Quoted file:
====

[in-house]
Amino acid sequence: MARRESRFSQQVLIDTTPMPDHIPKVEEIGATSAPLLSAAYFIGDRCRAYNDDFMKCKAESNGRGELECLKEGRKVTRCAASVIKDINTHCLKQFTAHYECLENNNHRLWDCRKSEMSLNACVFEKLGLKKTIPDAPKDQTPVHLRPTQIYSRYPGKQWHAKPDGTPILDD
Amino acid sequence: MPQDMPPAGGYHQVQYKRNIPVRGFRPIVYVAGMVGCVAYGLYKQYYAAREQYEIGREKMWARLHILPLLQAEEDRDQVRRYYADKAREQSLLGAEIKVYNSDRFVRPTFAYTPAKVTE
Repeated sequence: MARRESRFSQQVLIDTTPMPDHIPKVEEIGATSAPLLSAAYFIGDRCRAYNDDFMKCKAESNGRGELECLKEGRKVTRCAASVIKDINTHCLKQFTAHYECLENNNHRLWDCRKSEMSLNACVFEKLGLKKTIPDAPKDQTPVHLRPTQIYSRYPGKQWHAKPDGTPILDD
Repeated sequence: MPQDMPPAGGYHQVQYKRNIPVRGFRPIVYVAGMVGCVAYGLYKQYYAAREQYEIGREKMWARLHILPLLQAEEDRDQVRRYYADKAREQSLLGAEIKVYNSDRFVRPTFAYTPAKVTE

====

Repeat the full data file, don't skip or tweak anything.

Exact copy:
[in-house]
Amino acid sequence: MARRESRFSQQVLIDTTPMPDHIPKVEEIGATSAPLLSAAYFIGDRCRAYNDDFMKCKAESNGRGELECLKEGRKVTRCAASVIKDINTHCLKQFTAHYECLENNNHRLWDCRKSEMSLNACVFEKLGLKKTIPDAPKDQTPVHLRPTQIYSRYPGKQWHAKPDGTPILDD
Amino acid sequence: MPQDMPPAGGYHQVQYKRNIPVRGFRPIVYVAGMVGCVAYGLYKQYYAAREQYEIGREKMWARLHILPLLQAEEDRDQVRRYYADKAREQSLLGAEIKVYNSDRFVRPTFAYTPAKVTE
Repeated sequence: MARRESRFSQQVLIDTTPMPDHIPKVEEIGATSAPLLSAAYFIGDRCRAYNDDFMKCKAESNGRGELECLKEGRKVTRCAASVIKDINTHCLKQFTAHYECLENNNHRLWDCRKSEMSLNACVFEKLGLKKTIPDAPKDQTPVHLRPTQIYSRYPGKQWHAKPDGTPILDD
Repeated sequence: MPQDMPPAGGYHQVQYKRNIPVRGFRPIVYVAGMVGCVAYGLYKQYYAAREQYEIGREKMWARLHILPLLQAEEDRDQVRRYYADKAREQSLLGAEIKVYNSDRFVRPTFAYTPAKVTE